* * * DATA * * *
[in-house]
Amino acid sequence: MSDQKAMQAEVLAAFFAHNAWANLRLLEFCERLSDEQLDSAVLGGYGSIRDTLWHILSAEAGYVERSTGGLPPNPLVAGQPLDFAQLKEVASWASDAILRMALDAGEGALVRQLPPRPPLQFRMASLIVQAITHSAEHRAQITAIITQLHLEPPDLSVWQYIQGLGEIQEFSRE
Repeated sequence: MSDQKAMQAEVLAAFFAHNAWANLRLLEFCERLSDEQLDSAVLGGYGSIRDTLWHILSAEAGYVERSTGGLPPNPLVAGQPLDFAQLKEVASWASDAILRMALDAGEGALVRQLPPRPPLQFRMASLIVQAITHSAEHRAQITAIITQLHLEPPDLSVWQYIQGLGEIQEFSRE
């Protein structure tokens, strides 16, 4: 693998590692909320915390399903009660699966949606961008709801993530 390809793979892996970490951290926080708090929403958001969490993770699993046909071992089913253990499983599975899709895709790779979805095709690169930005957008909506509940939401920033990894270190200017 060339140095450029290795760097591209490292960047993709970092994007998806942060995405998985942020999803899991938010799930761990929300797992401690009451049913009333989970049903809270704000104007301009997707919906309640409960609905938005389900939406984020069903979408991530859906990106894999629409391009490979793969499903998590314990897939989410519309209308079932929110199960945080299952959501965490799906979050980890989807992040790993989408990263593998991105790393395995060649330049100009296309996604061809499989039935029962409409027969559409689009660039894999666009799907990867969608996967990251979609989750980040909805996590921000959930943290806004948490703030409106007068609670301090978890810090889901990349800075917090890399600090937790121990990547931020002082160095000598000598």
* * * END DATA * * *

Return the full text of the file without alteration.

[in-house]
Amino acid sequence: MSDQKAMQAEVLAAFFAHNAWANLRLLEFCERLSDEQLDSAVLGGYGSIRDTLWHILSAEAGYVERSTGGLPPNPLVAGQPLDFAQLKEVASWASDAILRMALDAGEGALVRQLPPRPPLQFRMASLIVQAITHSAEHRAQITAIITQLHLEPPDLSVWQYIQGLGEIQEFSRE
Repeated sequence: MSDQKAMQAEVLAAFFAHNAWANLRLLEFCERLSDEQLDSAVLGGYGSIRDTLWHILSAEAGYVERSTGGLPPNPLVAGQPLDFAQLKEVASWASDAILRMALDAGEGALVRQLPPRPPLQFRMASLIVQAITHSAEHRAQITAIITQLHLEPPDLSVWQYIQGLGEIQEFSRE
């Protein structure tokens, strides 16, 4: 693998590692909320915390399903009660699966949606961008709801993530 390809793979892996970490951290926080708090929403958001969490993770699993046909071992089913253990499983599975899709895709790779979805095709690169930005957008909506509940939401920033990894270190200017 060339140095450029290795760097591209490292960047993709970092994007998806942060995405998985942020999803899991938010799930761990929300797992401690009451049913009333989970049903809270704000104007301009997707919906309640409960609905938005389900939406984020069903979408991530859906990106894999629409391009490979793969499903998590314990897939989410519309209308079932929110199960945080299952959501965490799906979050980890989807992040790993989408990263593998991105790393395995060649330049100009296309996604061809499989039935029962409409027969559409689009660039894999666009799907990867969608996967990251979609989750980040909805996590921000959930943290806004948490703030409106007068609670301090978890810090889901990349800075917090890399600090937790121990990547931020002082160095000598000598």